America's top diplomat will press China and South Korea not to let regional disputes escalate into armed conflict during an Asian tour that started yesterday.
US Secretary of State John Kerry, who will pave the way for a visit to the region by President Barack Obama in April, arrived in Seoul on his way to Beijing where he will tell officials that the US is committed to a positive relationship with China, the State Department said.
"It is unwise in the extreme for China to take actions that are disruptive of stability in the region," a senior State Department official told reporters travelling with Kerry on the plane to Seoul.
The six-day trip, which also includes Indonesia and Abu Dhabi, comes amid heightened tensions in the Asia-Pacific region, led by China and Japan's territorial dispute in the East China Sea.
Kerry's latest tour of Asia, his fifth in the past year, highlights increasing US concerns about being dragged into conflicts between Beijing, Seoul and Tokyo, plus worries over North Korea's nuclear programme.
Kerry is not visiting Japan, but he met Japanese foreign minister Fumio Kishida last Friday in Washington, where the two pledged to collaborate further on security and oppose China's declaration of an air defence identification zone. Kerry is expected to relay US opposition to that move while in Beijing .
"The US will press China to take a more cautious approach to maintain stability in the East China Sea," said Jia Qingguo, an international relations professor at Peking University. "The US is obviously very worried that it will be involved if there is armed conflict between China and Japan."
Shi Yinhong, a US affairs expert at Renmin University, said Kerry would probably demand that China does not declare an air defence zone in the South China Sea, but China was unlikely make such a promise.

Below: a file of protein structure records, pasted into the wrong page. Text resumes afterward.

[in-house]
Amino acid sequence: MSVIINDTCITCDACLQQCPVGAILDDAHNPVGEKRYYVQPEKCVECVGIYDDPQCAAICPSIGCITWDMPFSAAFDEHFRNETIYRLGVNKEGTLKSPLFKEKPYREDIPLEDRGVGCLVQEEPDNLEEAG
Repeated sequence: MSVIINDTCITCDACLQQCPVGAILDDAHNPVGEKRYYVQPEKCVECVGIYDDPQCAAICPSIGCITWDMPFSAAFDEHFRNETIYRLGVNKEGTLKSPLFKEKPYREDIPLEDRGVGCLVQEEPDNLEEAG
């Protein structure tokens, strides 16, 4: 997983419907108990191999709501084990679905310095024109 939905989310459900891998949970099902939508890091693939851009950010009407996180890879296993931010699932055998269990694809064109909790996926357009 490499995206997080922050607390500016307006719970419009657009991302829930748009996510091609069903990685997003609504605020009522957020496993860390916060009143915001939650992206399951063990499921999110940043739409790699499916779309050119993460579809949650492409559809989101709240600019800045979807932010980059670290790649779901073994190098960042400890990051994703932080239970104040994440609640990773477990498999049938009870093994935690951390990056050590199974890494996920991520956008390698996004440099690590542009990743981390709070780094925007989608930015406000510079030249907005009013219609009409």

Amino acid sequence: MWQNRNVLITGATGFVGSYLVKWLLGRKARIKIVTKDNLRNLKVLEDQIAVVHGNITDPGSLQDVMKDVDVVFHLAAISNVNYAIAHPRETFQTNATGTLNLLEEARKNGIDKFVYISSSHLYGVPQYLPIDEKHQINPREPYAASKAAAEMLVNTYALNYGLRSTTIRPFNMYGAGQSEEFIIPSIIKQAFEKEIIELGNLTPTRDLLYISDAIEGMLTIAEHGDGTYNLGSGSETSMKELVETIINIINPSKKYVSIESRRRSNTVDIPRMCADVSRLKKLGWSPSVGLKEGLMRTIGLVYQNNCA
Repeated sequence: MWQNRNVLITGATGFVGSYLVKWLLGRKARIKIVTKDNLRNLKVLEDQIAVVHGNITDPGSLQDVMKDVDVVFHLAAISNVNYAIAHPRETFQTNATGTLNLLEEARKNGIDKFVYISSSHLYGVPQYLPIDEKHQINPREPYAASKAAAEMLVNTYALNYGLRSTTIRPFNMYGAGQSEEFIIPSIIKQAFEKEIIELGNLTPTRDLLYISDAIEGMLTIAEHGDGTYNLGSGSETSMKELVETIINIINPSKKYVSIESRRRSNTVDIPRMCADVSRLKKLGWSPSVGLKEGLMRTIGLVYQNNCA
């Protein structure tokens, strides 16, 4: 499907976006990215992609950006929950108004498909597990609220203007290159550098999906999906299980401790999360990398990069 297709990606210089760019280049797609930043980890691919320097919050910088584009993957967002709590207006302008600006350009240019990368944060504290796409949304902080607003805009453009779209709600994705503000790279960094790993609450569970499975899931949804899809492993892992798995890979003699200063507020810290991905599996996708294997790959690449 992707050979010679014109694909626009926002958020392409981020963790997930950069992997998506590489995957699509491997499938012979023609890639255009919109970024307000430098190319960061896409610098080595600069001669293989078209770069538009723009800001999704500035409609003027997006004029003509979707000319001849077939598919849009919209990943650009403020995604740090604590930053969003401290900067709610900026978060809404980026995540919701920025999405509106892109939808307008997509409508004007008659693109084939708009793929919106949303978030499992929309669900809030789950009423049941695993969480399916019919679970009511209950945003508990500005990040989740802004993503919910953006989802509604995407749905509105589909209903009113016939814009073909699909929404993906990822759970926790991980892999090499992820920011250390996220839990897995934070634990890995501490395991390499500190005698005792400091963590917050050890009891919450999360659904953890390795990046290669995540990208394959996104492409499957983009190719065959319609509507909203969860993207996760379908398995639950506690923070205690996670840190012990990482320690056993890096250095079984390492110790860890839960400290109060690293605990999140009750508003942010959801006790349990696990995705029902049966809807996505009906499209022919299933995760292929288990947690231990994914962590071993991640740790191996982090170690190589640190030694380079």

The US official, who did not want to be named, said the US would urge the maritime and island claimants in the South and East China seas to clarify their claims in line with international law, including the UN Convention on the Law of the Seas.
Washington's worries about the region were heightened in December when Japanese Prime Minister Shinzo Abe visited the Yasukuni Shrine in Tokyo, and even criticised its Japanese ally for stoking tensions.
While the incident deepened China's mistrust of Japan and the US, it also exacerbated Tokyo's suspicions that Washington may abandon it, said Sun Zhe, an international relations professor at Tsinghua University.
"The US is trying to strike a balance in the region, which is a very tricky task," Sun said.
Watch: Kerry tells N. Korea to get 'real'
Tokyo and Seoul are also vying for attention from Washington as they confront each other over territorial disputes and their wartime past.
Also topping the agenda during Kerry's visit will be North Korea's nuclear programme. Kerry will discuss co-ordinating policies towards Pyongyang with Seoul and Beijing.
Pyongyang has said it is willing to return to the stalled six-nation nuclear talks, but South Korean Defence Minister Kim Kwan-jin said this week preparations for a test at North Korea's main underground nuclear site appear to be complete.
Additional reporting by Agence France-Presse